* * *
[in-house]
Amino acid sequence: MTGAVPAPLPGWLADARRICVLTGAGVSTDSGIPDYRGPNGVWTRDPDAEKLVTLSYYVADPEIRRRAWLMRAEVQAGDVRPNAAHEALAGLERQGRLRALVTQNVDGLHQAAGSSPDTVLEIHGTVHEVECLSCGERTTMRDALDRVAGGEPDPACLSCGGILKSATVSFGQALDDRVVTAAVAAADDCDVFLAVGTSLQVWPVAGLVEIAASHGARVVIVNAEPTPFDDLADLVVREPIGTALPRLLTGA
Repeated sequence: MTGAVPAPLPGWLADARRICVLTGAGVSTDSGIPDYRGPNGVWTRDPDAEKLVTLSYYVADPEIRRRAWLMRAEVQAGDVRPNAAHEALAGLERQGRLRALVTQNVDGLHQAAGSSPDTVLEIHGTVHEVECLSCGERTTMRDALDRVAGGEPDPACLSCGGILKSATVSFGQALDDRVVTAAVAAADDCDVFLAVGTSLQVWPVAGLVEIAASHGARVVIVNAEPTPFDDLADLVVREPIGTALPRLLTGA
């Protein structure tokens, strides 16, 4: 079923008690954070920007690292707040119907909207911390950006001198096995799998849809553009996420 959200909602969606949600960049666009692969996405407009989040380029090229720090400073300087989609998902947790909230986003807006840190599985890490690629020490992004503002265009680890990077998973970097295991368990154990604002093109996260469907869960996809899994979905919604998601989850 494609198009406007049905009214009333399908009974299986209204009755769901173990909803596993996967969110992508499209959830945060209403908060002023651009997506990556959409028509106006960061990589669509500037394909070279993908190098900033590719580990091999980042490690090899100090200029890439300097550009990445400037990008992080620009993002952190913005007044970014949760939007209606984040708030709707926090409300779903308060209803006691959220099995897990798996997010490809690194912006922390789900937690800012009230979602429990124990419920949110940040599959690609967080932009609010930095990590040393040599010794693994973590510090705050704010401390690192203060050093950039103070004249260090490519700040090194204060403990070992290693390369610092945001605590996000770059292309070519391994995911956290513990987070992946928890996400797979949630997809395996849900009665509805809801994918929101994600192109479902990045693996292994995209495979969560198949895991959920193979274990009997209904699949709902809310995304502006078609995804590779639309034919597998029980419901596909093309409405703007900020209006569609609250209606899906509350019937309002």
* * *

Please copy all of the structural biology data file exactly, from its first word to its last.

[in-house]
Amino acid sequence: MTGAVPAPLPGWLADARRICVLTGAGVSTDSGIPDYRGPNGVWTRDPDAEKLVTLSYYVADPEIRRRAWLMRAEVQAGDVRPNAAHEALAGLERQGRLRALVTQNVDGLHQAAGSSPDTVLEIHGTVHEVECLSCGERTTMRDALDRVAGGEPDPACLSCGGILKSATVSFGQALDDRVVTAAVAAADDCDVFLAVGTSLQVWPVAGLVEIAASHGARVVIVNAEPTPFDDLADLVVREPIGTALPRLLTGA
Repeated sequence: MTGAVPAPLPGWLADARRICVLTGAGVSTDSGIPDYRGPNGVWTRDPDAEKLVTLSYYVADPEIRRRAWLMRAEVQAGDVRPNAAHEALAGLERQGRLRALVTQNVDGLHQAAGSSPDTVLEIHGTVHEVECLSCGERTTMRDALDRVAGGEPDPACLSCGGILKSATVSFGQALDDRVVTAAVAAADDCDVFLAVGTSLQVWPVAGLVEIAASHGARVVIVNAEPTPFDDLADLVVREPIGTALPRLLTGA
């Protein structure tokens, strides 16, 4: 079923008690954070920007690292707040119907909207911390950006001198096995799998849809553009996420 959200909602969606949600960049666009692969996405407009989040380029090229720090400073300087989609998902947790909230986003807006840190599985890490690629020490992004503002265009680890990077998973970097295991368990154990604002093109996260469907869960996809899994979905919604998601989850 494609198009406007049905009214009333399908009974299986209204009755769901173990909803596993996967969110992508499209959830945060209403908060002023651009997506990556959409028509106006960061990589669509500037394909070279993908190098900033590719580990091999980042490690090899100090200029890439300097550009990445400037990008992080620009993002952190913005007044970014949760939007209606984040708030709707926090409300779903308060209803006691959220099995897990798996997010490809690194912006922390789900937690800012009230979602429990124990419920949110940040599959690609967080932009609010930095990590040393040599010794693994973590510090705050704010401390690192203060050093950039103070004249260090490519700040090194204060403990070992290693390369610092945001605590996000770059292309070519391994995911956290513990987070992946928890996400797979949630997809395996849900009665509805809801994918929101994600192109479902990045693996292994995209495979969560198949895991959920193979274990009997209904699949709902809310995304502006078609995804590779639309034919597998029980419901596909093309409405703007900020209006569609609250209606899906509350019937309002």